We' re recording these at crazy hours of the day, so if you want to hear a couple of punchy writers brainstorm things like flamingo detectives or hippie halfling martial artists, this might be the show for you. The link above will take you to the Spotify page, but it's also available on most podcast options, so you can listen using your preferred app. If you like it, let me know!
I have an annual tradition of intending to give away "Krampus in the City" on Krampusnacht, and then forgetting to set it up and giving it away a few days late. For once, I actually got the dates right! I you (or someone you think would enjoy a superhero vs. Krampus comedy horror holiday story) can pick up a free copy on Kindle today and tomorrow, December 5 and 6, at the link below. Are you a Krampus fan?
I regularly forget that there is an online shop for Indestructibles merch, but with the holidays coming up, I realize there might be someone out there looking for an Entropy Emily stocking stuff or something like that. By the way, if there's character art you'd like to see on the shop, drop me an email, message me on Twitter or FB, or mention it below - I'm happy to make it happen.
This popped up in my memory today and I'll always wonder who made it, because it's the best sales pitch for the Indestructibles I've ever seen:
Some of you may have noticed this site was down for a few days - thank you for your patience as we got things sorted out on the back end. (It's amazing how easily you can break your own website by clicking one wrong button!) It's good to be back!
So... have you picked up your copy of the new Doc Silence: The Cost of Magic yet? If so, what do you think so far?
It's finally here: the story of Doc Silence. This is the book I've wanted to write for so long - Doc's origin, his beginnings as a magician, and the weird, wondrous, horrific things that turned him into the man who would eventually bring the Indestructibles together.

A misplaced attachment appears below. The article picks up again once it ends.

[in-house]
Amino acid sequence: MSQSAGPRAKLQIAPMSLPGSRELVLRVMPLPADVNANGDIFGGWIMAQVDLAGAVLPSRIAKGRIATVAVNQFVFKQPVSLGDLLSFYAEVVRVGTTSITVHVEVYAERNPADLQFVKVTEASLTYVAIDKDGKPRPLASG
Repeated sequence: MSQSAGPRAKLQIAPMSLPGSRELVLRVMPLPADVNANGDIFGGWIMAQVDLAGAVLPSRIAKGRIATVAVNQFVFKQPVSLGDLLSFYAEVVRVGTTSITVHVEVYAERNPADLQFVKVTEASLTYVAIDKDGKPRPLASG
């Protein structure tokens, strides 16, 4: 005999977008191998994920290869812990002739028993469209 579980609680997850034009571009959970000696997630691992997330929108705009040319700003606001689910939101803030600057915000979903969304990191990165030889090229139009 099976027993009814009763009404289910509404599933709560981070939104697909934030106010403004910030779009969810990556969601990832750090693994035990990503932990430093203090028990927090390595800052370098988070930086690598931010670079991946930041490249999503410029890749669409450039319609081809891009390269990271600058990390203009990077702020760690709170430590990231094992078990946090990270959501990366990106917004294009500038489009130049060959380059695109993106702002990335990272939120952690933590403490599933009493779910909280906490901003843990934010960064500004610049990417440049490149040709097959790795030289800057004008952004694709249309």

Now available in paperback and Kindle. No prior reading of the Indestructibles is required - my hope for this book is that it enhances the series for folks who have followed the Indestructibles all along, but stands alone on its own for new readers or anyone who hasn't finished the first series.
It's my most personal book, and it means a lot to me. I hope you'll give it a shot.
Are you a gamer? A writer? Both? I'll be leading a workshop on Friday, May 8 on using the unpredictable energy of tabletop RPGs to help inspire your own writing projects. Find out about beta-testing characters, learning to overcome plot holes, and just embracing the chaos during this fun session.
It's hosted by the Salem Athenaeum but open to non-members. Link for details here.
One of the players in a D&D group I DM for wanted to play a celestial warlock but without the "angel" kinds of themes. More about redemption and taking control of your own destiny. So I looked for the sort of demon who might break the chains of the Abyss and carve out her own fate, and I thought: what if a marilith took her own fate in her hands... and then started a cult of warlocks who took their strength from self-empowerment? And here's the result:
Before the world was, evil warred against evil.
Demons and devils rose up, created from the ether and things far worse, and these abominations, the embodiment of sin or hate or rage or fear, slew each other for no other reason than their masters said so.